Edited by SimonForsman

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You have the position formula, but what would the size (width/height), of the control, formula be? I don't want it to be the same absolute size on every resolution. I want it to scale proportionately with the resolution.so that you won't have more clean space but so it looks the same on every resolution.

As far as I can tell using %'s for position does the same as what you're saying as the % is always based on the top/left corner of the parent control. Results in the same positioning it would seem, and for me %'s make more sense in my head. The question still remains on the sizing of controls though and how to scale them proportionately across all resolutions using a base resolution that the values were designed against.

I'm making an editor to design my GUI screens. In this editor you give a default resolution that you position all the controls against. In the editor the positioning will be in pixels, but when I save the positioning to file I'm converting them to %'s. The game will read the %'s against the resolution and position based on that. This way everything is done automatically for me. I'm going for a WYSIWYG editor meaning the position & size of the controls will always look that exact same on every resolution giving the exact same look across all resolutions.

Edited by rpiller

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You have the position formula, but what would the size (width/height), of the control, formula be? I don't want it to be the same absolute size on every resolution. I want it to scale proportionately with the resolution.so that you won't have more clean space but so it looks the same on every resolution.

As far as I can tell using %'s for position does the same as what you're saying as the % is always based on the top/left corner of the parent control. Results in the same positioning it would seem, and for me %'s make more sense in my head. The question still remains on the sizing of controls though and how to scale them proportionately across all resolutions using a base resolution that the values were designed against.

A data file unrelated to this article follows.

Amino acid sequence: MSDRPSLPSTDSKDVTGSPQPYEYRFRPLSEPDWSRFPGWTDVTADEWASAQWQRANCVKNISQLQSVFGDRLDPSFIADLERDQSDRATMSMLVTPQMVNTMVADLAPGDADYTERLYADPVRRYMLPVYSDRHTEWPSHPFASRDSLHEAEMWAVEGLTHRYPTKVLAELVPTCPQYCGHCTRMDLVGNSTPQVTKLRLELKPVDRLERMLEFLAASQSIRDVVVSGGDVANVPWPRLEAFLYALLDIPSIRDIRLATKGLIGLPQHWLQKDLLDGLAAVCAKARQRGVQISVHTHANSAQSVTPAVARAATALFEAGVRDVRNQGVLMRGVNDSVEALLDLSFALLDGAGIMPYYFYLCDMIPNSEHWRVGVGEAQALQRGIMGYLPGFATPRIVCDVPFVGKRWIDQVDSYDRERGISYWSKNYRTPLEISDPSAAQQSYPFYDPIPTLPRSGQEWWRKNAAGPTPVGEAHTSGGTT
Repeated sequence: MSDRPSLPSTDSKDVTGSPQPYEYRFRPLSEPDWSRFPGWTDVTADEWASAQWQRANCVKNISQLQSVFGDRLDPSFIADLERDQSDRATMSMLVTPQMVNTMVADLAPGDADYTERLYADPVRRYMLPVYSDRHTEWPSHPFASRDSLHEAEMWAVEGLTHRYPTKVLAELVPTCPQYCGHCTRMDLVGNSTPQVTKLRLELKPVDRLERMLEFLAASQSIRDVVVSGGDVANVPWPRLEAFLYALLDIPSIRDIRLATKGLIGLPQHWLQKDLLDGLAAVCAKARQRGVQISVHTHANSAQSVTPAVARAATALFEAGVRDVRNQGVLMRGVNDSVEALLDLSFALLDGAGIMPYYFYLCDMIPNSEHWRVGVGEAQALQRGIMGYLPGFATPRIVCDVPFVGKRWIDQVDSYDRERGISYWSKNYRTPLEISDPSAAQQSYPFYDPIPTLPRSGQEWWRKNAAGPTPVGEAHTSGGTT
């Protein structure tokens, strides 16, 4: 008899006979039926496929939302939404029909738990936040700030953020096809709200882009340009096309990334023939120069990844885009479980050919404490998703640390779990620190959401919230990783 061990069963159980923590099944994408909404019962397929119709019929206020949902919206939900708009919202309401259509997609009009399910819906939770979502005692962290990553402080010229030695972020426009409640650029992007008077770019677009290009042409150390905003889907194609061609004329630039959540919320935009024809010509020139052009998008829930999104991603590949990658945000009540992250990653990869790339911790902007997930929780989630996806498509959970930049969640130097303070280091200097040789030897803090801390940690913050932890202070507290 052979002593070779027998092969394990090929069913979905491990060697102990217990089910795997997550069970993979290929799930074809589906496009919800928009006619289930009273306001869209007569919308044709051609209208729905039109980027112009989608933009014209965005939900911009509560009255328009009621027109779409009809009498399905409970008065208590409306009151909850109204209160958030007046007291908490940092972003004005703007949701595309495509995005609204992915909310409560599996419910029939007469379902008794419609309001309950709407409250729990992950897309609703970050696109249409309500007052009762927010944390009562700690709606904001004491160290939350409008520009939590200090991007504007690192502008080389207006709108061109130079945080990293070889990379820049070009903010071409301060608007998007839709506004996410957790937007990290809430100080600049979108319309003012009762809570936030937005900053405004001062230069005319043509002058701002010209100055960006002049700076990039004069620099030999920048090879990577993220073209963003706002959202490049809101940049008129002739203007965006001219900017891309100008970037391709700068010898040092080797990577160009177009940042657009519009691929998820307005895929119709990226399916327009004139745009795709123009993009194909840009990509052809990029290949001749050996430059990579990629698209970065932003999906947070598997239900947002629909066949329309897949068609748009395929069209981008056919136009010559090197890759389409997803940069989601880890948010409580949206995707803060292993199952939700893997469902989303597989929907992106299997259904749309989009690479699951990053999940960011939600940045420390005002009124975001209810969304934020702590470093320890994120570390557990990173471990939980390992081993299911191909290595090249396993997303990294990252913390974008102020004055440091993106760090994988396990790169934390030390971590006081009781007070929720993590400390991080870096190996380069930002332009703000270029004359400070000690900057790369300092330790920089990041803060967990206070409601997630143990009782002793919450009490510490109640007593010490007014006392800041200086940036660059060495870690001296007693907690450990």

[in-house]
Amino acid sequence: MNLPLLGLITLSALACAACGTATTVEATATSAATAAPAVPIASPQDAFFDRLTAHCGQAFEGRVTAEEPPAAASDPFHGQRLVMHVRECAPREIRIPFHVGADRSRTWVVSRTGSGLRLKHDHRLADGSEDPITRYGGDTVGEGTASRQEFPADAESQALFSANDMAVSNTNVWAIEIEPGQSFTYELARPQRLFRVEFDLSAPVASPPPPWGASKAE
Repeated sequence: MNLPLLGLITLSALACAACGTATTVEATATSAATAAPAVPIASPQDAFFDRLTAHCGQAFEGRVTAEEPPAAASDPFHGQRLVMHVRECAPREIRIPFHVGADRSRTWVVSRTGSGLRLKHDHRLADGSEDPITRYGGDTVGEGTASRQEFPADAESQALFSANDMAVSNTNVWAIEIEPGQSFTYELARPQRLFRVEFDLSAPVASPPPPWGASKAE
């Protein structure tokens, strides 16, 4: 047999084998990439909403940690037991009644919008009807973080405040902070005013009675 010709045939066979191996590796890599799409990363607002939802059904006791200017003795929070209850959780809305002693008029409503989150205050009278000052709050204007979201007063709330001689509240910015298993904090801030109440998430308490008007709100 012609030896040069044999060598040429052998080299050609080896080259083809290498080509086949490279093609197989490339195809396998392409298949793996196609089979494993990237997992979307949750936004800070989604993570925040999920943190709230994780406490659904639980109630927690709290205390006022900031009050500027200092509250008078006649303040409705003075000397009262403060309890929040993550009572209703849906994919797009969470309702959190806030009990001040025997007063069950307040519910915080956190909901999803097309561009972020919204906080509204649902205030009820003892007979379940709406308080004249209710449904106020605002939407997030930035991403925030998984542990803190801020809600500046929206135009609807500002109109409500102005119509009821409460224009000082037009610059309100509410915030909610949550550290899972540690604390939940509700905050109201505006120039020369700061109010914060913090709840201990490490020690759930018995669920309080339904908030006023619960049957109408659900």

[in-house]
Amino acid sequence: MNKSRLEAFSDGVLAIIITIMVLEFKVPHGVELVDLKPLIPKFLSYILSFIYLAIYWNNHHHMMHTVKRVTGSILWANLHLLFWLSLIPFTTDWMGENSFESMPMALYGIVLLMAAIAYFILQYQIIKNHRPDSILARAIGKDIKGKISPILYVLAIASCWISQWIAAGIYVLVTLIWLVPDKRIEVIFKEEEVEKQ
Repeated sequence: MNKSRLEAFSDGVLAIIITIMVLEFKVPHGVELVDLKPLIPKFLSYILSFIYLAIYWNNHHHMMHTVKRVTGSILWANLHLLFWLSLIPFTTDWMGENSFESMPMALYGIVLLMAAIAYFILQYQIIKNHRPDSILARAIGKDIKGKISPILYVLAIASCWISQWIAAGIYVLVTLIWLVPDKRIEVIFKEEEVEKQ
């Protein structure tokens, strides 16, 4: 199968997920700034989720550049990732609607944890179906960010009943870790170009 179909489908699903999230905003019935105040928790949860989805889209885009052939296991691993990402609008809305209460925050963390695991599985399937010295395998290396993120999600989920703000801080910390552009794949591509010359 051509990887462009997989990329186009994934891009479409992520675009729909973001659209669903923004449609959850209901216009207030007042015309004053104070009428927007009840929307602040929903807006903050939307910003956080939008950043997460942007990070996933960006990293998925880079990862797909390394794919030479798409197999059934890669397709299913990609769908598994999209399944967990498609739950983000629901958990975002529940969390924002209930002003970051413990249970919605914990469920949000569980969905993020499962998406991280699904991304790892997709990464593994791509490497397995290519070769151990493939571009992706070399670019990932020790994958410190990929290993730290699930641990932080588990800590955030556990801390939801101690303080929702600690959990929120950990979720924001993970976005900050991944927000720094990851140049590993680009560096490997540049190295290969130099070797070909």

if you use percentages for position you have to use them for scale as well or things will get bad.

consider for example an object that is 1% wide and placed at x:99% (it will reach the edge of the screen perfectly).

if you make the window wider and keep x:99% you also have to keep the width at 1% (if you reduce the width to avoid stretching it won't reach the edge anymore and its position will be off).

With the system i described the scale is always size * resolution.y

so a 0.1x0.1 square sprite becomes 108x108px at both 1920x1080 and 1440x1080 (or any other resolution that is 1080px high,

at 800x600 however it would be 60x60px

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OK, I'll give this a shot. I have to see it in action and the same settings for different resolutions as I can't picture how it would exactly look in terms of size (I get position) in my head. I get that you'd get more clean space but for some reason I feel like that's not ideal. I feel like trying to closely match the screen space volume the UI takes up on all screen resolutions is ideal but maybe it's just not possible.

What is res.x & res.y? Resolution x & y would be 0's wouldn't they or are you assuming the positioning was done before this code and res.x and res.y represent the top-center point?

so if you place a 0.5 units wide and 0.1 unit high healthbar 0.05 units down and 0.25 units to the left (to compensate for its width) from the top-center you just draw it at:

x = res.x / 2 + (-0.25 * res.y) //not a typo, we always multiply with the vertical resolution, the horizontal resolution only affects the origin position
y = 0 + (0.05 * res.y) 

So the size formula in the above situation would be: width = .5 * res.width & .1 * res.width?

So basically all controls have to be given a starting point of either the edges, corners, or center and then these units are offsets from that?

Edited by rpiller

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One approach is to use both scale and pixel for positioning and size.

So position would be

(XScale, XPixels, YScale, YPixels)

So you may set XScale to 1 (assuming it goes from 0-1), and XPixels to -100 to add a gui element 100 pixels away from the RIGHT side of the screen.

You can also incorporate the relative-to-one-screen-dimension thing on top, so scale would be relative to either X or Y size of the screen only instead of X corresponding to screen X size and Y to Y size.